Ex-West New York student alleges continued sexual abuse by deacon in lawsuit seeking $50M


A former West New York football player at Memorial High School is alleging in a lawsuit seeking $50 million that a deacon, who also worked at the school, sexually abused him multiple times in the late 80s after making sure he was under the influence of drugs and/or alcohol.

St. Joseph of the Palisades Church in West New York. Photo via Google Maps.

By John Heinis/Hudson County View

“Defendant, Albert Sosa, as a deacon and clergy affiliated with St. Joseph of the Palisades Parish and St. Joseph of the Palisades Church, was perceived by M.A. as a spiritual and religious mentor, as well as an important and powerful person within the community,” the court filing reads.

“At all times material hereto, Albert Sosa was also a counselor and/or teacher at Memorial High School, a public school under the supervision of defendant, West New York School District. In this capacity, defendant, Albert Sosa, was perceived by M.A. as a respected counselor and academic mentor, requiring respect from students, such as M.A.”

The anonymous plaintiff, now a 48-year-old man who resides in Toms River, alleges that Sosa – who served at St. Joseph of the Palisades Church in West New York – first sexually assaulted him after inviting him back to his apartment after a football game in 1988.

At the time, the alleged victim was 15 years old and he said he went to the apartment with two friends and consumed alcohol until he passed out on Sosa’s couch.

When, he awakened, his friends had left and Sosa asked him to inhale the drug amyl nitrate and the deacon removed his pants before sexually abusing him – conduct that continued at the guidance counselor’s office at Memorial High School, the lawsuit says.

The led him to drop out of Memorial High School as a freshman and attend Englewood High School the following year, but this did not prevent the same pattern of behavior from continuing.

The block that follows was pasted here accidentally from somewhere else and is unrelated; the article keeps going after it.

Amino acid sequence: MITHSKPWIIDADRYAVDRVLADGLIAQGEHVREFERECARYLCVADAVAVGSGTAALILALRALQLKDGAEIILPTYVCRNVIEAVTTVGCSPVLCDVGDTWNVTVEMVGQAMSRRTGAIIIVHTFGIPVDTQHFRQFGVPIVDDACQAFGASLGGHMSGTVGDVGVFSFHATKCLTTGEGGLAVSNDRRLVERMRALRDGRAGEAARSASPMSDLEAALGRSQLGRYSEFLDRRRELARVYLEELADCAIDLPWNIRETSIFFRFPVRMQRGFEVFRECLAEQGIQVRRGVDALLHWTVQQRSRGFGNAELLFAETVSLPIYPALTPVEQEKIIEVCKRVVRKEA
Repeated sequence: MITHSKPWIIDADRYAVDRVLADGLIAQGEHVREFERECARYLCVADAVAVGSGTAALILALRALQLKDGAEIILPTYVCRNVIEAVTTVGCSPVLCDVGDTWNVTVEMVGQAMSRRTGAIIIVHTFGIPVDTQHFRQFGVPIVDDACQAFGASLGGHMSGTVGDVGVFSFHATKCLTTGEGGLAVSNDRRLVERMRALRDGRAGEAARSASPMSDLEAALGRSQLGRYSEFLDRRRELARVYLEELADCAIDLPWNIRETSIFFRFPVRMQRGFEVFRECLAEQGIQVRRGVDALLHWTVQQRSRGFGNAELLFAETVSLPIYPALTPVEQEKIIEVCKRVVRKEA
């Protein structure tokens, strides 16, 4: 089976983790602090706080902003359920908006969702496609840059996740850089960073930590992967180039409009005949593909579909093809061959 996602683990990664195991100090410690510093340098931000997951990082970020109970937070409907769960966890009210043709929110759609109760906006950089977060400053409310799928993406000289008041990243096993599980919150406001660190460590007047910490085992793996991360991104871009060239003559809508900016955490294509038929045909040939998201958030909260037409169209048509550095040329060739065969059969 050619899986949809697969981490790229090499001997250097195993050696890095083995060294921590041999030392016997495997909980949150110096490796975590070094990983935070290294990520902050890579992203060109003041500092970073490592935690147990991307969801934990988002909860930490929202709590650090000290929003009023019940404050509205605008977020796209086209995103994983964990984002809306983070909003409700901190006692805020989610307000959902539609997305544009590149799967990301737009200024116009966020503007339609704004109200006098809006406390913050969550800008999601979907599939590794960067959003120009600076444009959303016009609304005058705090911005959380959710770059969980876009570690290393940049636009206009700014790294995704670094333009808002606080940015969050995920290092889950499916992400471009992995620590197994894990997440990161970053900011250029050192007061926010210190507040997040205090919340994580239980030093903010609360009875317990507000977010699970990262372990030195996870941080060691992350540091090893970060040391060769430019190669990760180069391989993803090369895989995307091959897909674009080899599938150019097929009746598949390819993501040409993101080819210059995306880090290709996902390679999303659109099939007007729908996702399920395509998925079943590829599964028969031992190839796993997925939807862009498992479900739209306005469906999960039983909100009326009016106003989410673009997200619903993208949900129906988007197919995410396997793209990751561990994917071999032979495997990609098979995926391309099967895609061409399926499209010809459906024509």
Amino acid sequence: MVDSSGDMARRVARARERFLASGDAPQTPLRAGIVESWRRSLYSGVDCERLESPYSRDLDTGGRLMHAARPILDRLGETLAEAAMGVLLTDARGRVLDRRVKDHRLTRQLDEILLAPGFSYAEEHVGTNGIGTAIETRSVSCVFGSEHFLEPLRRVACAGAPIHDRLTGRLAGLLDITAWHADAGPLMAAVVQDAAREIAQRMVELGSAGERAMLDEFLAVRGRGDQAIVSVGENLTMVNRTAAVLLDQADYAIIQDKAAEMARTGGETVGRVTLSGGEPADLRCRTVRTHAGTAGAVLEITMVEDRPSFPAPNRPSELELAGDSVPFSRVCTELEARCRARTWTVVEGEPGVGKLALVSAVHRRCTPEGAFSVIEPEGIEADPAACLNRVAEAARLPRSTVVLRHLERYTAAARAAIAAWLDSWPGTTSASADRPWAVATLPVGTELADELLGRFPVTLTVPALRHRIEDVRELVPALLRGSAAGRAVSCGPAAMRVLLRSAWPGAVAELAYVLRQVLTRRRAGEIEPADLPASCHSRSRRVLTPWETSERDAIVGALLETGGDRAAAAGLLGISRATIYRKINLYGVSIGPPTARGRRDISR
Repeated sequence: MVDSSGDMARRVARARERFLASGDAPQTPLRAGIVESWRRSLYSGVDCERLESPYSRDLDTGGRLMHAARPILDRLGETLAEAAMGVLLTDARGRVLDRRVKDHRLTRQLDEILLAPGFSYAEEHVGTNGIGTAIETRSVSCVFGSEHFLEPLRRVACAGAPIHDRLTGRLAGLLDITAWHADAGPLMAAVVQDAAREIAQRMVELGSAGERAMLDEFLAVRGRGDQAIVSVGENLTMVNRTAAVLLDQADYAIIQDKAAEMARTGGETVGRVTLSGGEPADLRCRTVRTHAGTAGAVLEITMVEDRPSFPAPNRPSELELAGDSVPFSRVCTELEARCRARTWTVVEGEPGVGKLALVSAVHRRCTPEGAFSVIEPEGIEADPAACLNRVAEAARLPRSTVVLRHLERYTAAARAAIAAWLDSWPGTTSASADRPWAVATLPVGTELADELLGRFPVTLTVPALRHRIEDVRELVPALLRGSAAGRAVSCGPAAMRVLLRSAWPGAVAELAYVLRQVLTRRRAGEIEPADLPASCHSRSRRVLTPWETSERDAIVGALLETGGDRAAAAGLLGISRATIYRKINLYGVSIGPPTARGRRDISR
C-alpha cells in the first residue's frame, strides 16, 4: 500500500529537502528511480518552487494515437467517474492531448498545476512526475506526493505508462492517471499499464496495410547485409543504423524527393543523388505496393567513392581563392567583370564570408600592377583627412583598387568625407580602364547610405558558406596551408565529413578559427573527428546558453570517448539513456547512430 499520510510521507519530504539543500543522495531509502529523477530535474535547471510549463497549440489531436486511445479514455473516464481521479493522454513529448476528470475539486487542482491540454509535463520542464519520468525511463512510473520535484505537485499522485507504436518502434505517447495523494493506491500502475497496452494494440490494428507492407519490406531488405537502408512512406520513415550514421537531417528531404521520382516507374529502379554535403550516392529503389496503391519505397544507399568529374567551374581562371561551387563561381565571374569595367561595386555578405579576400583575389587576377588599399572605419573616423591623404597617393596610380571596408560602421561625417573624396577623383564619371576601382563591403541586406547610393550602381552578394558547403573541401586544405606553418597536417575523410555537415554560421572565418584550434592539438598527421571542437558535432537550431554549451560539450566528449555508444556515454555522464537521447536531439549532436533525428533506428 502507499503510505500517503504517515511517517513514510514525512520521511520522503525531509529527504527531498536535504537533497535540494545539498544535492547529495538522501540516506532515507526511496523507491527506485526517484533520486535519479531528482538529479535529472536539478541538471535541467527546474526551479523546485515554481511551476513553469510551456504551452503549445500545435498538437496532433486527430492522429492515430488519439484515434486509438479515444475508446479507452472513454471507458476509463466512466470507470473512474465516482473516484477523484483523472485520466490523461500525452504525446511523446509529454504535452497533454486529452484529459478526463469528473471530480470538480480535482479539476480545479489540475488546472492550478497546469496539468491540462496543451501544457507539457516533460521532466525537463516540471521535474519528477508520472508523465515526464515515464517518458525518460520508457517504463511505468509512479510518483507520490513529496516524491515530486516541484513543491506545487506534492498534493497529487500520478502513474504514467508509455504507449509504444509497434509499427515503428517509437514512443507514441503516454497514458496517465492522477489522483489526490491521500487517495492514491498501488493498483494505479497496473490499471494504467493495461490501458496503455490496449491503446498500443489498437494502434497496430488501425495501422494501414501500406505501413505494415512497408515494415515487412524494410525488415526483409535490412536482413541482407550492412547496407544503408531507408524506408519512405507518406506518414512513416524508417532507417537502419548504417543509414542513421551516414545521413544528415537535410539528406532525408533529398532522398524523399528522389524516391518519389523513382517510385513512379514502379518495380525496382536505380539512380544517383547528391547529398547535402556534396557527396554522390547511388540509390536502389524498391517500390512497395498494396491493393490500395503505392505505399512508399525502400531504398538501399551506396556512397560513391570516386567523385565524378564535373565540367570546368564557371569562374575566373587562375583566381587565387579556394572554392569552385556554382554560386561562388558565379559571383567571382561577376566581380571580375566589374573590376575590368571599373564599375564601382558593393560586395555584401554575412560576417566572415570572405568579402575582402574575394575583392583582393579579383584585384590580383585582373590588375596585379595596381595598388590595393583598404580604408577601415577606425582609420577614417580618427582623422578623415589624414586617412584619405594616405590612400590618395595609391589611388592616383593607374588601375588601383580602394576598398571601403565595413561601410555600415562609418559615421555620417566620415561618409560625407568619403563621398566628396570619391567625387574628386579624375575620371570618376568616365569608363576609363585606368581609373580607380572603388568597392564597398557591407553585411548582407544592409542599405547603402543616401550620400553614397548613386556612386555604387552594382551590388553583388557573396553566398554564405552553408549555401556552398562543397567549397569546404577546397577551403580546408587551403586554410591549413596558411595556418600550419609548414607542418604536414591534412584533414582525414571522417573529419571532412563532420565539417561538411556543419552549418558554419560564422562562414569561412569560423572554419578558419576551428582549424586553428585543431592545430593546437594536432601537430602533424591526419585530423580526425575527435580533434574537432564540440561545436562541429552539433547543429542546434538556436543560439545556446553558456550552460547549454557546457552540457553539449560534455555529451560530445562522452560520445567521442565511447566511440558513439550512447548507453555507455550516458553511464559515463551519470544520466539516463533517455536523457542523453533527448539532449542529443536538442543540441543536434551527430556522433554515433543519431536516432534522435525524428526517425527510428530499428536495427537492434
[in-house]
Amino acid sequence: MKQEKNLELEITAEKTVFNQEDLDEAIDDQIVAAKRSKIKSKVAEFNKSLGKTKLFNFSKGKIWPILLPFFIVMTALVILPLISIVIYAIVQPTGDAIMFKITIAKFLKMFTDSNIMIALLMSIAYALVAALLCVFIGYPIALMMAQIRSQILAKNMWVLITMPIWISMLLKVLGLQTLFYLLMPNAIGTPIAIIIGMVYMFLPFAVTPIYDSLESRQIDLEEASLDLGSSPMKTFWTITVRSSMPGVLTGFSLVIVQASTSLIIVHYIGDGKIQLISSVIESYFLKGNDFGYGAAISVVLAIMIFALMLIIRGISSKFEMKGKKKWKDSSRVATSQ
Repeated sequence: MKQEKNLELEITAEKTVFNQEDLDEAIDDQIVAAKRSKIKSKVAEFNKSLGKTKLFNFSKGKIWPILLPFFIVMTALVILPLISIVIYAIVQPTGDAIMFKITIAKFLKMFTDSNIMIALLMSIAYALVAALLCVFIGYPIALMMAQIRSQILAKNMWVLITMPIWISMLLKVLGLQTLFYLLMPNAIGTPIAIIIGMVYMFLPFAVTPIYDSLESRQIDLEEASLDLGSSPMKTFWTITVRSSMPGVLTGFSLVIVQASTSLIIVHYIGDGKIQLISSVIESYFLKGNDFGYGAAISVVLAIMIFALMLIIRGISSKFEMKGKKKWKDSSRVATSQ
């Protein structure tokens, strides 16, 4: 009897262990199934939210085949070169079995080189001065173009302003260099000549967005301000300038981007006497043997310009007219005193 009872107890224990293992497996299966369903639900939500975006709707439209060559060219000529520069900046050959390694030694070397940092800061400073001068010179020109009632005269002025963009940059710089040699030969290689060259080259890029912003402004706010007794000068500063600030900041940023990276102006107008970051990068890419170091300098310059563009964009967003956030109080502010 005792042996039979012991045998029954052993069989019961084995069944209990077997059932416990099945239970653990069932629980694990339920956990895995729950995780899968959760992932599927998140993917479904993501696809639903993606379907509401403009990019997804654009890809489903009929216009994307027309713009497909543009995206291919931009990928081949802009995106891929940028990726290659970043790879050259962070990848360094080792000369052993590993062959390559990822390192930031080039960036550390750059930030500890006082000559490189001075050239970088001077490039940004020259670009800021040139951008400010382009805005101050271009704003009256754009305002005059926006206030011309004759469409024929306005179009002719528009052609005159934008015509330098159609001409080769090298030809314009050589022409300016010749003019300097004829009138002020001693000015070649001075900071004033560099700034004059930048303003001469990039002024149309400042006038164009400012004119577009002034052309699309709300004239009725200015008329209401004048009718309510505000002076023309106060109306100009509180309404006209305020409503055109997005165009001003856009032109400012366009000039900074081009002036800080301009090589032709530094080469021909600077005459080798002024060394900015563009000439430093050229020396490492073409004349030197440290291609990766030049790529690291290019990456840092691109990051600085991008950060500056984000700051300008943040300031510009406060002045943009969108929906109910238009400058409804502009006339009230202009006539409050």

“The next calendar year, M.A. attended Englewood High School nearby to escape the sexual abuse by Albert Sosa,” according to the court filing.

“Despite transferring to a different high school, Albert Sosa would still drive by the area of Englewood High School, solicit M.A. in the neighborhood, pressure and persuade M.A. to enter his car, transport M.A. to his apartment, ply M.A. with drugs and/or alcohol, and then sexually abuse M.A.”

When the plaintiff transferred back to Memorial his junior year, sexual assault resumed in his office and at his apartment and this continued for a total of six years – the first sexual experiences of his life – ultimately leaving him to drop out of high school, the litigation claims.

Although the alleged abuse never occurred at St. Joseph of the Palisades, the church the plaintiff attended as a teen, he still attempted to solicit and persuade him to perform sexual acts.

As a result, the filing is against the Archdiocese of Newark, St. Joseph of the Palisades, the West New York School District, Memorial High School, Albert Sosa, John Does 1-10 and Doe Institutions 1-10.

The 10-count claim alleges negligence, negligent supervision, negligent hiring and retention, gross negligence, intentional infliction of emotional distress, breach of fiduciary duty, violating the law against discrimination, assault and battery, and punitive damages.

The lawsuit is seeking “an amount in excess” of $50 million, not including prejudgement interests, costs and damages, along with other legal and equitable belief the court deems appropriate.

Newark Archdiocese spokeswoman Maria Margiotta declined to comment on the specifics of the case, but said they remain committed to “protect the faithful.”

“It would be inappropriate to comment on pending litigation, but it is important to note that the Archdiocese of Newark remains fully committed to our long-standing programs to protect the faithful and will continue to work with victims, their legal representatives and law enforcement authorities in an ongoing effort to resolve allegations and bring closure to victims.”

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